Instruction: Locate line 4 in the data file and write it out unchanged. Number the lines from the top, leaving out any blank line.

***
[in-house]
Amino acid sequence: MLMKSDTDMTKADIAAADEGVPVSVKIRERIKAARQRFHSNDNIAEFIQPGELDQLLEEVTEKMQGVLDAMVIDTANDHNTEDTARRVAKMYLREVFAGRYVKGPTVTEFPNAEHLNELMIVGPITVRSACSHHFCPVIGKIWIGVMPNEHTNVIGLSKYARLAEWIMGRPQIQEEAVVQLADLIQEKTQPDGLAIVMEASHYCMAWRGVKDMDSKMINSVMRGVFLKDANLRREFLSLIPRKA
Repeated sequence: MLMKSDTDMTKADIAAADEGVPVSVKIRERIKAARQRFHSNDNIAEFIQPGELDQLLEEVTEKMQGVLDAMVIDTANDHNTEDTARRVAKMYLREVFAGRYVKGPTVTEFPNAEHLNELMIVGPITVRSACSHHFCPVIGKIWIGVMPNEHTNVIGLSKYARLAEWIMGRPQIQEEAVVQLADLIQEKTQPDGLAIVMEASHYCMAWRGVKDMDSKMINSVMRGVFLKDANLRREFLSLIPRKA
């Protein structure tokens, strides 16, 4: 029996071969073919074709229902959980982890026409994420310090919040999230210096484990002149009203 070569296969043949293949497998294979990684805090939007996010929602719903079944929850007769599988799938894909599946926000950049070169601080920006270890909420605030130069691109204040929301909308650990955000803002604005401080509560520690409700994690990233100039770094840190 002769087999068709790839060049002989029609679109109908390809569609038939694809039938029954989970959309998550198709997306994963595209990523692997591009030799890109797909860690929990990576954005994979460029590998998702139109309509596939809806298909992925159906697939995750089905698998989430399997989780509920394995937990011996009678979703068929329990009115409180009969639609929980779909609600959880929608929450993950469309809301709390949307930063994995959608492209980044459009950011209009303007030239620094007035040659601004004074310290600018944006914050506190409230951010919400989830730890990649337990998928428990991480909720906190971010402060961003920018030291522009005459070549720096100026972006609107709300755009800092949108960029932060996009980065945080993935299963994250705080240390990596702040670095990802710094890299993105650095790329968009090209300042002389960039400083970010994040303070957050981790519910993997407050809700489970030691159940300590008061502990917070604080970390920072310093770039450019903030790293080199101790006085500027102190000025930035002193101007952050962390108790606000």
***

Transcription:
């Protein structure tokens, strides 16, 4: 029996071969073919074709229902959980982890026409994420310090919040999230210096484990002149009203 070569296969043949293949497998294979990684805090939007996010929602719903079944929850007769599988799938894909599946926000950049070169601080920006270890909420605030130069691109204040929301909308650990955000803002604005401080509560520690409700994690990233100039770094840190 002769087999068709790839060049002989029609679109109908390809569609038939694809039938029954989970959309998550198709997306994963595209990523692997591009030799890109797909860690929990990576954005994979460029590998998702139109309509596939809806298909992925159906697939995750089905698998989430399997989780509920394995937990011996009678979703068929329990009115409180009969639609929980779909609600959880929608929450993950469309809301709390949307930063994995959608492209980044459009950011209009303007030239620094007035040659601004004074310290600018944006914050506190409230951010919400989830730890990649337990998928428990991480909720906190971010402060961003920018030291522009005459070549720096100026972006609107709300755009800092949108960029932060996009980065945080993935299963994250705080240390990596702040670095990802710094890299993105650095790329968009090209300042002389960039400083970010994040303070957050981790519910993997407050809700489970030691159940300590008061502990917070604080970390920072310093770039450019903030790293080199101790006085500027102190000025930035002193101007952050962390108790606000």